Where did all the gentlemen go?

Where did all the gentlemen go? It’s a question that seems to pop up ever few years or so as

Where did all the gentlemen go?

It’s a question that seems to pop up ever few years or so as a new generation comes to age and starts to make their own rules when it comes to manners and social norms.

While every older generation has a tendency to tut-tut the young for their behaviour there seems to have been a major shift in the past 40 to 50 years over what is polite and what isn’t.

Common courtesy and manners seem to have gone out the door across as men let the traditions of the past slip by and embrace more of a ‘get the door yourself, love’ attitude.

While the act of manners and politeness has changed across the board for both men and women of late, it is arguably more noticeable in men due to old customs which saw them opening doors, pulling out chairs and serving their lady first, amongst other things, without even hesitating.

The change in attitude could be due to the huge shift in the way men and women are perceived in movies and television shows.

In 1965 the highest grossing film was ‘The Sound of Music’ – a movie where Christopher Plummer as Captain Von Trapp woos the Baroness Schraeder and, and later Julie Andrew’s Maria, with music, dancing and the love of his children.


Fast forward 45 years and one of the highest grossing romantic comedies is ‘Knocked Up’ – a film about a man and woman who have a drunken one night stand and have to deal with the resulting pregnancy and their friends and family who regularly get drunk and smoke marijuana.


The problem here is that movies and entrainment have a huge influence on the way society behaves.

Young people emulate their idols and when they see people they admire making crude jokes about women and treating them with contempt they often start to behave the same way.

Remember when movies had starring actors like Bing Crosby and Gene Kelly?

When the icons of the day were rat pack members like Frank Sinatra and Dean Martin, men who were undoubtably sometimes scoundrels, but who always managed to make it look cool to pull out a lady’s chair, pick her up for dinner, or even light her cigarette.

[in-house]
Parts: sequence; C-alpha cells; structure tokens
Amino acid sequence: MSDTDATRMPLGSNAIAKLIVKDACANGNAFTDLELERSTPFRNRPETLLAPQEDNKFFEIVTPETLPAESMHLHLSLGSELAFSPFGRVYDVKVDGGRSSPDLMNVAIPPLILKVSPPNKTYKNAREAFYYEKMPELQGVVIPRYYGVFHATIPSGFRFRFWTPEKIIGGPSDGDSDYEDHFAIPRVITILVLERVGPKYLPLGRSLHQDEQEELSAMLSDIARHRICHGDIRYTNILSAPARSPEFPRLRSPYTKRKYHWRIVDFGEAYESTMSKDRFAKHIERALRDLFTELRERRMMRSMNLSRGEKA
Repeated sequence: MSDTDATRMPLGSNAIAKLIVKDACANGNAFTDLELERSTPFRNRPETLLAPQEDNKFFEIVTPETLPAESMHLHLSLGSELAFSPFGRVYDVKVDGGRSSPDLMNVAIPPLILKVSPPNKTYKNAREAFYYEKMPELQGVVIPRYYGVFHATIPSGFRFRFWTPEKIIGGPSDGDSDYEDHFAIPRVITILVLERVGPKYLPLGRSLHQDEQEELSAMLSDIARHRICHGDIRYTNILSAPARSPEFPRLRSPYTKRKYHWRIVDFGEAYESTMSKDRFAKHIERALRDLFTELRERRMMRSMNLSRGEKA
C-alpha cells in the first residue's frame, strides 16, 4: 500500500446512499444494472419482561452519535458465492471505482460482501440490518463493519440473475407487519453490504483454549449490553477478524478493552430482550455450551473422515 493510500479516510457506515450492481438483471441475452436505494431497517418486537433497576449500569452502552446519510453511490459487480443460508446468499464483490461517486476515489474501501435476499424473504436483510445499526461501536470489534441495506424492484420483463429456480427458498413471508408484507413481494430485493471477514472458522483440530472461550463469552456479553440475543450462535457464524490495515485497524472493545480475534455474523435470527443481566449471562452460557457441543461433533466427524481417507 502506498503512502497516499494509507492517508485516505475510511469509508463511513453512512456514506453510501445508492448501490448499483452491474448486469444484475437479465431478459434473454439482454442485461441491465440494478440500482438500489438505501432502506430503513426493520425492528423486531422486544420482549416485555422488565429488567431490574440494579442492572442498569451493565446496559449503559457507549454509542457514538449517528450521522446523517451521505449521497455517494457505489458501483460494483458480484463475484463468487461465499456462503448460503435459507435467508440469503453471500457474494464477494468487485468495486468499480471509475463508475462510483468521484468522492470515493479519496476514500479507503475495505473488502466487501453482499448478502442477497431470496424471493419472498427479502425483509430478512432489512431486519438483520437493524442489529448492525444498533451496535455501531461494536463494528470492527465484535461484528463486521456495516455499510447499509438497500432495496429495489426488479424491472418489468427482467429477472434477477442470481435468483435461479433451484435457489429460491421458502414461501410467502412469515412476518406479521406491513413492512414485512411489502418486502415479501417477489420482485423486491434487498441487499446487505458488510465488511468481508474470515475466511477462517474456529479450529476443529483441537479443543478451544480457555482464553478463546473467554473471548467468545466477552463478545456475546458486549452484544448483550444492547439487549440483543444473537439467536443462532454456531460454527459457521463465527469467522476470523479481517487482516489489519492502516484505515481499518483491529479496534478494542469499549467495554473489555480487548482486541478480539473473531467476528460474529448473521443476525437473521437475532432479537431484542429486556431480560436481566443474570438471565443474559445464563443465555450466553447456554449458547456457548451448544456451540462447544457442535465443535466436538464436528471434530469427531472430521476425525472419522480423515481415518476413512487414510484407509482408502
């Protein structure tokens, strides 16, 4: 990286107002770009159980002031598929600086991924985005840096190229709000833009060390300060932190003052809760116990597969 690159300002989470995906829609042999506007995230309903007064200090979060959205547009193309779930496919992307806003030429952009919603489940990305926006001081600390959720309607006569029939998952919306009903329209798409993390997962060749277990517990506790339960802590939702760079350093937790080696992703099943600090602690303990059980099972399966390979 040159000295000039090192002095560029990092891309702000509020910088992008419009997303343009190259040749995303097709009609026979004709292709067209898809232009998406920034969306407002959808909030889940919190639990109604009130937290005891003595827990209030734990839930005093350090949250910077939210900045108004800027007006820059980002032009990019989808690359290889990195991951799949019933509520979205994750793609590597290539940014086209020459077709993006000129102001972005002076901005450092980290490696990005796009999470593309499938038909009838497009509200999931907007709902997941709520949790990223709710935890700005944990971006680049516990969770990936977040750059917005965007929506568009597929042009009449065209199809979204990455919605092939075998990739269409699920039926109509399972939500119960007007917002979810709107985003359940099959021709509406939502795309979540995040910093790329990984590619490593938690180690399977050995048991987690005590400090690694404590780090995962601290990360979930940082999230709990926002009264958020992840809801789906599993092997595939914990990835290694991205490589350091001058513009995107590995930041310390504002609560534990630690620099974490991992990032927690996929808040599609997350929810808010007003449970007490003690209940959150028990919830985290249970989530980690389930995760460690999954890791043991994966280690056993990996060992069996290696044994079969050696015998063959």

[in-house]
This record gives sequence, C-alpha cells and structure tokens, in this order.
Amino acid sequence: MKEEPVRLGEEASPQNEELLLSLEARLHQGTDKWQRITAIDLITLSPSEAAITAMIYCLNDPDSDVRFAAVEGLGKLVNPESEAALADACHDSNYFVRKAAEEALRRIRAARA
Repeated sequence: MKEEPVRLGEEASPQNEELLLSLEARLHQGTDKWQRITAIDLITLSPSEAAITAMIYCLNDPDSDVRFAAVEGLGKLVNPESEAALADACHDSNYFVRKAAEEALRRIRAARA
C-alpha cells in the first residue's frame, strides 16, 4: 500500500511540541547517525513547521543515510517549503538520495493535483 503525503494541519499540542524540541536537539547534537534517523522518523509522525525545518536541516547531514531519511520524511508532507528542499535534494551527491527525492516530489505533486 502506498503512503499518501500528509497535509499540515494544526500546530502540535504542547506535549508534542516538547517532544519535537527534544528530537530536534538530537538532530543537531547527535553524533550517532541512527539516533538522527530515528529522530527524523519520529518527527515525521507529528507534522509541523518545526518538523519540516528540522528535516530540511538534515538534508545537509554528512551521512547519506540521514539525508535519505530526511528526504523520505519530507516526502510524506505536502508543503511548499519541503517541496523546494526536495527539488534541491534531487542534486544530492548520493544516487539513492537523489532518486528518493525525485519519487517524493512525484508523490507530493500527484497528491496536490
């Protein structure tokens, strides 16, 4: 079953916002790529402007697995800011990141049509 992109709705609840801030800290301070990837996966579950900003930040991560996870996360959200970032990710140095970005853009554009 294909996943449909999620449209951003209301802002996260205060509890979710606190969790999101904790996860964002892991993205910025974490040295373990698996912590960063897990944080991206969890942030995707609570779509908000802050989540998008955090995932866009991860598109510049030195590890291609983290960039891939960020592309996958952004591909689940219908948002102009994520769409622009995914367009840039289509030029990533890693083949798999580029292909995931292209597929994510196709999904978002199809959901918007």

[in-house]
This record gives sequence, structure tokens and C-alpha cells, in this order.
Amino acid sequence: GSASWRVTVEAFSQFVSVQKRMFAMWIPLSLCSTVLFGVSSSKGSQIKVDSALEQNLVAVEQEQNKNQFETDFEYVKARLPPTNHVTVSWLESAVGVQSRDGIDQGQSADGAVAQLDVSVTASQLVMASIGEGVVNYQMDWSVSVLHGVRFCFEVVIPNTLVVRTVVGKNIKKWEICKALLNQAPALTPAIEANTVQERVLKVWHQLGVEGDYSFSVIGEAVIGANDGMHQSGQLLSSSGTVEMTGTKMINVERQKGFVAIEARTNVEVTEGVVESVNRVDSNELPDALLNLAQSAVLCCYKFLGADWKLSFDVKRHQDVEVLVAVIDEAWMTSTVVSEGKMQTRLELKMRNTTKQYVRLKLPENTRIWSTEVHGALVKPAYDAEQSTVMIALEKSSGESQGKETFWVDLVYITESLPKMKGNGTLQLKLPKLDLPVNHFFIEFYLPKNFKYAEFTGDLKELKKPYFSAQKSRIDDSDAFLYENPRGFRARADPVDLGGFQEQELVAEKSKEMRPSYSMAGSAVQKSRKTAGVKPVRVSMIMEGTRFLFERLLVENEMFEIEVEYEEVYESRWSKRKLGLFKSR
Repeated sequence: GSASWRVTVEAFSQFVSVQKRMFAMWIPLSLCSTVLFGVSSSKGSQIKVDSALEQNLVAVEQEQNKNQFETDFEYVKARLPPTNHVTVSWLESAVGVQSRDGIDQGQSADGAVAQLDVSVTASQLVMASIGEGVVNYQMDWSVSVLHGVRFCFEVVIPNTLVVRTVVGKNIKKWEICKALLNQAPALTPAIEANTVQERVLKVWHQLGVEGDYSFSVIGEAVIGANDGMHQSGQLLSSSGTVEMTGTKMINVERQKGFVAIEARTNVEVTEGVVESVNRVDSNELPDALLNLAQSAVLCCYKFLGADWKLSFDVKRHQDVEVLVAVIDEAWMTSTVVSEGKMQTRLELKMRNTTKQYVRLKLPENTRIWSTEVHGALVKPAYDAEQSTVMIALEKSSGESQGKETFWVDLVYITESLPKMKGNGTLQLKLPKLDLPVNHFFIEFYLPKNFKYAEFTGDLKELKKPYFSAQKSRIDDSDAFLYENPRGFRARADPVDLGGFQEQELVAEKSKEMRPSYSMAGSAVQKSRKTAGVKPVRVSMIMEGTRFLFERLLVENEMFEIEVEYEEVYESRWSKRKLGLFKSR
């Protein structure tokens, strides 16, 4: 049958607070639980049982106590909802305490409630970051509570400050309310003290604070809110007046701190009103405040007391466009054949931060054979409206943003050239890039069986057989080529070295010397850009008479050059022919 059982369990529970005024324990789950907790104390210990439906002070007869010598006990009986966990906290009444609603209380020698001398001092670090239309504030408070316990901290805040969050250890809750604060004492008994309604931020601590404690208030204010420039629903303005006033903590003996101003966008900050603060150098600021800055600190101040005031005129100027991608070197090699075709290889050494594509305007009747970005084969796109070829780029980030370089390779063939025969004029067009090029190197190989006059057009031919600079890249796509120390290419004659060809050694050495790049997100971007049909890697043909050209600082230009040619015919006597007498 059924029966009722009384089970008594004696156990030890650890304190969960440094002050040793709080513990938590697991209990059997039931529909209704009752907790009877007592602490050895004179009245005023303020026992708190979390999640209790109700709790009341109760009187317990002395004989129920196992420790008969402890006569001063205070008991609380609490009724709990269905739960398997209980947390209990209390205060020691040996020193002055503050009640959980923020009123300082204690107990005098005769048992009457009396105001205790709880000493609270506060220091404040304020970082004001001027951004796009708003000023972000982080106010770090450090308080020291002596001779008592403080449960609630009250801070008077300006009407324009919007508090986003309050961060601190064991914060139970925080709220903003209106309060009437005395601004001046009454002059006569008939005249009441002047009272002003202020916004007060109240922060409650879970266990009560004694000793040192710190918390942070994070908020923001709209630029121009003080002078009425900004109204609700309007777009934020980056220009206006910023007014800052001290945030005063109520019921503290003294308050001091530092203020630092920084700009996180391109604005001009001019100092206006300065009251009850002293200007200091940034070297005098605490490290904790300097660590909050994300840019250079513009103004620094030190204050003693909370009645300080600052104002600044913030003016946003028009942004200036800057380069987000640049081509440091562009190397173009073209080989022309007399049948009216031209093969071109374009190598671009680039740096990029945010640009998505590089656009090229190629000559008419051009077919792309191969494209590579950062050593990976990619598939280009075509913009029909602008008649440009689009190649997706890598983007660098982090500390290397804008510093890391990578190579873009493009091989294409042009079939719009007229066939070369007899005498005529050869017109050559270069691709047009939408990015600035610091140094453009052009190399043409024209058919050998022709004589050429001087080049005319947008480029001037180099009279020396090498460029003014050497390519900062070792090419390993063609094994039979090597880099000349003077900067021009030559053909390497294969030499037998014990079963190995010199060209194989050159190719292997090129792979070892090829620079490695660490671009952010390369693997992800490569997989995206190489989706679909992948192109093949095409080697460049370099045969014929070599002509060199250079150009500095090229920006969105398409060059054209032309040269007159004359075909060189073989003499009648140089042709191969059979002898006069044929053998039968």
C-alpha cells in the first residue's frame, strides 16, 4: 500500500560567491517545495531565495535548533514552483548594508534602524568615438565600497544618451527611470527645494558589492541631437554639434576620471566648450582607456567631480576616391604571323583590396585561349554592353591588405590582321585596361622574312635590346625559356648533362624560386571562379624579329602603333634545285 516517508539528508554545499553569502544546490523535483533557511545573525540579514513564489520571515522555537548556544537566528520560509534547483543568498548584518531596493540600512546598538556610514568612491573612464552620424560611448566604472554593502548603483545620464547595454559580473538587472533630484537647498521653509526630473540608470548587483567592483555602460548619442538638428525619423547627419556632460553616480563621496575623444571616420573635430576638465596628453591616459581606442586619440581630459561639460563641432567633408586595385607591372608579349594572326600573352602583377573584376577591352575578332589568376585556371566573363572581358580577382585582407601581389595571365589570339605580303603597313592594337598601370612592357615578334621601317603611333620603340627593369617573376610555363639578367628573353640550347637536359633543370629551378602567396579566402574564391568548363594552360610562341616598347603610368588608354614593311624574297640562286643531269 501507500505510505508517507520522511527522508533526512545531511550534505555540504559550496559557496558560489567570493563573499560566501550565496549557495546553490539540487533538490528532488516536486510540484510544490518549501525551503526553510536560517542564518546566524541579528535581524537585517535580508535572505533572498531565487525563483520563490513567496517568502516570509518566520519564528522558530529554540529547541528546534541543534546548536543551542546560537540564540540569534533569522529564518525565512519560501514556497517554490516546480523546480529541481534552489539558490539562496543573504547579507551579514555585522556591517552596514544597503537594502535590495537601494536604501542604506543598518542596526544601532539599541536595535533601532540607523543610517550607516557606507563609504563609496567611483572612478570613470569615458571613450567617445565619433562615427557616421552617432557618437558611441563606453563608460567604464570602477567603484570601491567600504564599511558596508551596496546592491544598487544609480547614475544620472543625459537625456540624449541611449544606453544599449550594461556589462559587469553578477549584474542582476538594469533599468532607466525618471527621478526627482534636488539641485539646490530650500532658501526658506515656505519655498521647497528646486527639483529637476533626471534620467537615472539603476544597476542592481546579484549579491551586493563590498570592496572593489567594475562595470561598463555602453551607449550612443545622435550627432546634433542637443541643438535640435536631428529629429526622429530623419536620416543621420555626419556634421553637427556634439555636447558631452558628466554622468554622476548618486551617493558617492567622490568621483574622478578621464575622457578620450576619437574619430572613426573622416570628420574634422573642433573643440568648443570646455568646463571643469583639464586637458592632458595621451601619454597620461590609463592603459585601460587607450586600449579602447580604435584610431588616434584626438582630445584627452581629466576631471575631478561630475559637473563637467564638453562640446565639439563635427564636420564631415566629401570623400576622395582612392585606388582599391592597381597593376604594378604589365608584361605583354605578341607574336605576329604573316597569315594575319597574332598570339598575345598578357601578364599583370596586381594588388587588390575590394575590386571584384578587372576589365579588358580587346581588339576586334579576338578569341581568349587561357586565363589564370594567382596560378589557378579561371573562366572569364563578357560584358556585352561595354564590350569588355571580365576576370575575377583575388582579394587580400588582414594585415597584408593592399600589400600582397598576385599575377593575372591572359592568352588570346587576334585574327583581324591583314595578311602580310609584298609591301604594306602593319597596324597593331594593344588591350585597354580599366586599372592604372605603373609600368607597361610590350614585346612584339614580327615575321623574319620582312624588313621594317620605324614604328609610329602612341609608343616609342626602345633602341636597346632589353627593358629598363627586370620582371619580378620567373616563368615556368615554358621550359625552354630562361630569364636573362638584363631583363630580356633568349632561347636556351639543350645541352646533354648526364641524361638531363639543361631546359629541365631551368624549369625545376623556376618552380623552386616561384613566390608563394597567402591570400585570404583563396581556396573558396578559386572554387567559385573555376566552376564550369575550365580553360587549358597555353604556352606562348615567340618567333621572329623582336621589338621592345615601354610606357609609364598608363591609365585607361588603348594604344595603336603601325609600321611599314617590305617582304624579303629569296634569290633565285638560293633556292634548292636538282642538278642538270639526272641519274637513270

The fact that these men were superstars made it seem cool for other men to act the same way.

The other side of the argument of course is that women have fought to be treated more equally over the past few decades.

They no longer want to be treated as the poor innocent types they were betrayed as for so long – and rightly so, too.

But does this mean they forfeit the option to be treated like a ‘lady’?


Some would say yes.

Discussing the topic in a forum on City-data.com a number of commenters said you can’t have the best of both world when it comes to expecting men to play polite for you.

“Woman want to be treated as equals but then they get upset when a man doesn’t pull out her chair.

“You can’t have it both ways. If you really want to be treated as equals you should start pulling out chairs for men instead.”

Others though said it’s not about showering a woman with niceties, it’s just about showing some manners in general and taking on some of the politeness that used to be so common.

“I know kids who don’t even know how to shake someone’s hand properly. They don’t understand the simple greeting which is a universal symbol when it comes to manners.

“I’ve seen guys push in front of girls in lines, call them all kinds of rude names, and ogle them from behind. I miss the old days.”

Whatever the reason, there has undoubtable been a shift in the way men and women interact what constitutes being a ‘gentlemen’ these days.

Have you noticed a change in men’s manners towards women? Do you think we need more gentlemen, or do women need to step it up and be more polite too?